Several days ago our hardy group left the comparatively civilized realm of Marrakech and took a southeasterly bearing across the Atlas Mountains toward Mhamid, a tiny village on the edge of the Sahara that is hosting a nomadic music festival. I will be the first to admit that the places we’ve stayed at on our journey have not been the most exciting—never has the term backwater so perfectly fit the description—but the scenery en route has been amazing.
The first leg of the journey was from Marrakech to Ouarzazate. The road traversing the mountainous gap in between is not for the faint of heart, which is another way of saying that it offers breathtaking views in just about every direction.
Our taxi wound its way from peak to peak, skirting certain death more than once. Between the aggression-fueled tour buses and freight haulers barreling through the pass and the many times the road extended to the lip of a narrow cliff without a guardrail, it was a pretty nail-biting ride.
For us, the greater thrill was seeing the jagged peaks of the Atlas Mountains cutting through the clouds. After sunset we sank into a curious sort of darkness that wasn’t really dark. Blue moonlight cut through the clouds and the limpid yellow headlamps of our battle-hardened 1980s Mercedes taxi gave our rocky surroundings a supernatural glow.
We couchsurfed in Ouarzazate with a quietly awkward but hospitable film student named Tariq—six of us squeezed into a room reeking of flavored tobacco and hashish, sharing two mattresses between us. The silver lining of our housing situation (apart from the fact it was free) was this courtyard used for hanging laundry. Never have I seen such a beautiful juxtaposition of garments and chiaroscuro!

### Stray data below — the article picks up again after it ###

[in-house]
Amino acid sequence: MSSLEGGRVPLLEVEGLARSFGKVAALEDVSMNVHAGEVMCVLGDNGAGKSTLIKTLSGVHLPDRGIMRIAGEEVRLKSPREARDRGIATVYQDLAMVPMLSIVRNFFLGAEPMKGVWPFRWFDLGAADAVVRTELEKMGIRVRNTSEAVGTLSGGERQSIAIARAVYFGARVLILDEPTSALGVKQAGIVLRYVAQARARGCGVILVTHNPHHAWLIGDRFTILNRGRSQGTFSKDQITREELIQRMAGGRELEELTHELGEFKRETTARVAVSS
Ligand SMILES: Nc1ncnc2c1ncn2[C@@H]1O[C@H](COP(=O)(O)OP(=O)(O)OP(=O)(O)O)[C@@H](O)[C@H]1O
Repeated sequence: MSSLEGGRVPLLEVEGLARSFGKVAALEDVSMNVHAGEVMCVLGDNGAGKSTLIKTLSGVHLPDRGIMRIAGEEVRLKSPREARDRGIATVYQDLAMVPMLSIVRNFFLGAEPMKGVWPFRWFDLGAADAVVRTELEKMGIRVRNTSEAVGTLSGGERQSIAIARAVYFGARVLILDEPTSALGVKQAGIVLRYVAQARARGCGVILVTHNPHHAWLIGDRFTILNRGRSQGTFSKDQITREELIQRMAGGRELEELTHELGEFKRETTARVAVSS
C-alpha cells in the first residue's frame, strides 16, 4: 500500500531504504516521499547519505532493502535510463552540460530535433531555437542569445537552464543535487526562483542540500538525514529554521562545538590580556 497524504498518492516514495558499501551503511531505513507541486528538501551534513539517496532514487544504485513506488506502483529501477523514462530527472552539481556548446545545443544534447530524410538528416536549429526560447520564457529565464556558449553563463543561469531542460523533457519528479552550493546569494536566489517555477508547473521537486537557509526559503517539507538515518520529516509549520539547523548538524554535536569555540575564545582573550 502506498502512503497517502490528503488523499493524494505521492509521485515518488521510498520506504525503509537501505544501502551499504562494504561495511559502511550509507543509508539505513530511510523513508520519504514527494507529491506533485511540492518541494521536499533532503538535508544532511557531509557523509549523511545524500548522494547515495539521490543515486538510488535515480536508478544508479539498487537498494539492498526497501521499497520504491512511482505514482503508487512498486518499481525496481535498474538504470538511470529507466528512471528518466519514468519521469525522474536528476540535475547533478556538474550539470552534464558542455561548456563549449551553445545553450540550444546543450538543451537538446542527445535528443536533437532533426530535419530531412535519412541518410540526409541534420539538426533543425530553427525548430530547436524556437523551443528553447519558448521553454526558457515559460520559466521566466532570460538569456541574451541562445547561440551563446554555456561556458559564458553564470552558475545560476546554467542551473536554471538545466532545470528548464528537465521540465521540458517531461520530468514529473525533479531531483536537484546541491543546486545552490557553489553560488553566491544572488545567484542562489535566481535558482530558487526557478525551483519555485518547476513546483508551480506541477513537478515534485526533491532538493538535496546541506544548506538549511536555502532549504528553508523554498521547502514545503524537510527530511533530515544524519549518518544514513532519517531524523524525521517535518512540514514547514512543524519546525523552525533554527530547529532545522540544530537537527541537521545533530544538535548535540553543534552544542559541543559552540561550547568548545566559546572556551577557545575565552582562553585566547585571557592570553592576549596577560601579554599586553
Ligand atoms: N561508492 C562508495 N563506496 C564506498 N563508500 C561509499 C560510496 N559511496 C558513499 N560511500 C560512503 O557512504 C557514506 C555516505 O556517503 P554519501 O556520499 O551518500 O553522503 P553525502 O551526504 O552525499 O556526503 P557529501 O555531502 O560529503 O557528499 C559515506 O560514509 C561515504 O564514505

Ouarzazate, which bills itself as the Hollywood of Morocco—movies such as Lawrence of Arabia, Gladiator, and Babel were filmed here—does have one redeeming feature, which is its ancient Kasbah. We spent a solid hour wandering its labyrinthine halls, absurdly tiny rooms, and climbing its countless staircases.
Our voyage into the desert continued from Ouarzazate to Zagora, and the insane bus driver zoomed across the narrow patch of asphalt snaking through the mountains as fast as possible. As we blasted our way around hairpin turns, carsickness inevitably set in.
Halfway to Zagora we stopped in the unpronounceable town of Agdz for a breath of fresh air. Knowing that Victoria and Alina were on the verge of spewing all over the back of the bus, I went into the market and bought a lemon to negate the nausea.
The second half of the bus ride to Zagora proved to be less agonizing than the first, and no one was covered in puke, so it was an unqualified success.
From the comfort of our air conditioned seats we watched the late afternoon sun paint the canyon walls orange, and the surreal sight of verdant palm fronds surging upwards from the ochre sand gave us something to marvel at before we arrived in the otherwise uninspiring town of Zagora.